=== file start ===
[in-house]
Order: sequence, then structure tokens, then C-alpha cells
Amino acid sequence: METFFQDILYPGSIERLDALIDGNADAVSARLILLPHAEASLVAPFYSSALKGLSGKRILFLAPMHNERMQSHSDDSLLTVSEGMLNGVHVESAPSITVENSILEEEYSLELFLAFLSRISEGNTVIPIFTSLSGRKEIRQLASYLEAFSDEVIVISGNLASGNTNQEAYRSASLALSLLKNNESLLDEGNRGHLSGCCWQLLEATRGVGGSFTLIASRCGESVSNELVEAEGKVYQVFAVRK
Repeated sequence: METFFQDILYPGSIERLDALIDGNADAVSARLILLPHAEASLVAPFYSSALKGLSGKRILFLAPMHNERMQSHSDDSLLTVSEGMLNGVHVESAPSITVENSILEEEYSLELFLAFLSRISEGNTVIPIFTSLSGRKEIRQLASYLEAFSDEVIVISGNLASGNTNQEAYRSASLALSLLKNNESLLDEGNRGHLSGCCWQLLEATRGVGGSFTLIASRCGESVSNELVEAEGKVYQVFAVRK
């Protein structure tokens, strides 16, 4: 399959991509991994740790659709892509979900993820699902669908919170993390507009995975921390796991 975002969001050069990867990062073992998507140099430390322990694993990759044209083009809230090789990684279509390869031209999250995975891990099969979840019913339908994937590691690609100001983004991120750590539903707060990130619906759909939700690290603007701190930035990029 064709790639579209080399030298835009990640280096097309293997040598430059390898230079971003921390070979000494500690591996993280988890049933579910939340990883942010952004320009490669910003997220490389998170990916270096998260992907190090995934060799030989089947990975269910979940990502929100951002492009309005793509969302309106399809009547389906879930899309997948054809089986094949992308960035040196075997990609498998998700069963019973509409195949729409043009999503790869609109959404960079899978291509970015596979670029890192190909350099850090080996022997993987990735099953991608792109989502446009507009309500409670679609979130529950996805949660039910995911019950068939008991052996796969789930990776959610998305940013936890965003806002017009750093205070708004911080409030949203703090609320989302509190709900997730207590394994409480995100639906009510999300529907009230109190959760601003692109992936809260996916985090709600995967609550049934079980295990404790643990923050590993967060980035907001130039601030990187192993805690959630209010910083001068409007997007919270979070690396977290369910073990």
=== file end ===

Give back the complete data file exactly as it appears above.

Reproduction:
[in-house]
Order: sequence, then structure tokens, then C-alpha cells
Amino acid sequence: METFFQDILYPGSIERLDALIDGNADAVSARLILLPHAEASLVAPFYSSALKGLSGKRILFLAPMHNERMQSHSDDSLLTVSEGMLNGVHVESAPSITVENSILEEEYSLELFLAFLSRISEGNTVIPIFTSLSGRKEIRQLASYLEAFSDEVIVISGNLASGNTNQEAYRSASLALSLLKNNESLLDEGNRGHLSGCCWQLLEATRGVGGSFTLIASRCGESVSNELVEAEGKVYQVFAVRK
Repeated sequence: METFFQDILYPGSIERLDALIDGNADAVSARLILLPHAEASLVAPFYSSALKGLSGKRILFLAPMHNERMQSHSDDSLLTVSEGMLNGVHVESAPSITVENSILEEEYSLELFLAFLSRISEGNTVIPIFTSLSGRKEIRQLASYLEAFSDEVIVISGNLASGNTNQEAYRSASLALSLLKNNESLLDEGNRGHLSGCCWQLLEATRGVGGSFTLIASRCGESVSNELVEAEGKVYQVFAVRK
């Protein structure tokens, strides 16, 4: 399959991509991994740790659709892509979900993820699902669908919170993390507009995975921390796991 975002969001050069990867990062073992998507140099430390322990694993990759044209083009809230090789990684279509390869031209999250995975891990099969979840019913339908994937590691690609100001983004991120750590539903707060990130619906759909939700690290603007701190930035990029 064709790639579209080399030298835009990640280096097309293997040598430059390898230079971003921390070979000494500690591996993280988890049933579910939340990883942010952004320009490669910003997220490389998170990916270096998260992907190090995934060799030989089947990975269910979940990502929100951002492009309005793509969302309106399809009547389906879930899309997948054809089986094949992308960035040196075997990609498998998700069963019973509409195949729409043009999503790869609109959404960079899978291509970015596979670029890192190909350099850090080996022997993987990735099953991608792109989502446009507009309500409670679609979130529950996805949660039910995911019950068939008991052996796969789930990776959610998305940013936890965003806002017009750093205070708004911080409030949203703090609320989302509190709900997730207590394994409480995100639906009510999300529907009230109190959760601003692109992936809260996916985090709600995967609550049934079980295990404790643990923050590993967060980035907001130039601030990187192993805690959630209010910083001068409007997007919270979070690396977290369910073990």